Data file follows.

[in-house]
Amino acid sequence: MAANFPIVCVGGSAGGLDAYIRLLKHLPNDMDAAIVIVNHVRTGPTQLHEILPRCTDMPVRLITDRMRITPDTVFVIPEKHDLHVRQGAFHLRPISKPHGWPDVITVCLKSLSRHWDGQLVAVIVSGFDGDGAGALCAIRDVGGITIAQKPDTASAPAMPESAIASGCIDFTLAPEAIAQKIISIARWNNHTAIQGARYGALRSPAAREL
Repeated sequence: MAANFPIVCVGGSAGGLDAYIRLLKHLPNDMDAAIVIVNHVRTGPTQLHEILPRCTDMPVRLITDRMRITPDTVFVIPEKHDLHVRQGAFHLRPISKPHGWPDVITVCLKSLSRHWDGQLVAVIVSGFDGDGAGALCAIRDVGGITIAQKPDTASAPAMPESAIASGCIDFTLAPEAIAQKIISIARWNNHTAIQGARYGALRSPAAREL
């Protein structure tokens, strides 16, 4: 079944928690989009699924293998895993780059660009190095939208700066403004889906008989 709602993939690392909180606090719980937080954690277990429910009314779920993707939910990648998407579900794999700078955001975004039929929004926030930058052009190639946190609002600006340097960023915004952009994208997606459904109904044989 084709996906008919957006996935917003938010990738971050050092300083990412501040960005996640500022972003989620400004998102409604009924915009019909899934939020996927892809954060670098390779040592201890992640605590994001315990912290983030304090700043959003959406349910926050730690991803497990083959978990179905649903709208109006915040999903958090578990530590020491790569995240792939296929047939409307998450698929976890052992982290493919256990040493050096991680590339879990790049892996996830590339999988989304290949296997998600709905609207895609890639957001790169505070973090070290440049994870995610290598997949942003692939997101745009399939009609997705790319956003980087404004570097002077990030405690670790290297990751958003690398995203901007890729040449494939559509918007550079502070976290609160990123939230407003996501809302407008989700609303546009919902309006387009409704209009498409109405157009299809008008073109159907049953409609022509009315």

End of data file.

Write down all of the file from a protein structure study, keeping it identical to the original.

[in-house]
Amino acid sequence: MAANFPIVCVGGSAGGLDAYIRLLKHLPNDMDAAIVIVNHVRTGPTQLHEILPRCTDMPVRLITDRMRITPDTVFVIPEKHDLHVRQGAFHLRPISKPHGWPDVITVCLKSLSRHWDGQLVAVIVSGFDGDGAGALCAIRDVGGITIAQKPDTASAPAMPESAIASGCIDFTLAPEAIAQKIISIARWNNHTAIQGARYGALRSPAAREL
Repeated sequence: MAANFPIVCVGGSAGGLDAYIRLLKHLPNDMDAAIVIVNHVRTGPTQLHEILPRCTDMPVRLITDRMRITPDTVFVIPEKHDLHVRQGAFHLRPISKPHGWPDVITVCLKSLSRHWDGQLVAVIVSGFDGDGAGALCAIRDVGGITIAQKPDTASAPAMPESAIASGCIDFTLAPEAIAQKIISIARWNNHTAIQGARYGALRSPAAREL
């Protein structure tokens, strides 16, 4: 079944928690989009699924293998895993780059660009190095939208700066403004889906008989 709602993939690392909180606090719980937080954690277990429910009314779920993707939910990648998407579900794999700078955001975004039929929004926030930058052009190639946190609002600006340097960023915004952009994208997606459904109904044989 084709996906008919957006996935917003938010990738971050050092300083990412501040960005996640500022972003989620400004998102409604009924915009019909899934939020996927892809954060670098390779040592201890992640605590994001315990912290983030304090700043959003959406349910926050730690991803497990083959978990179905649903709208109006915040999903958090578990530590020491790569995240792939296929047939409307998450698929976890052992982290493919256990040493050096991680590339879990790049892996996830590339999988989304290949296997998600709905609207895609890639957001790169505070973090070290440049994870995610290598997949942003692939997101745009399939009609997705790319956003980087404004570097002077990030405690670790290297990751958003690398995203901007890729040449494939559509918007550079502070976290609160990123939230407003996501809302407008989700609303546009919902309006387009409704209009498409109405157009299809008008073109159907049953409609022509009315």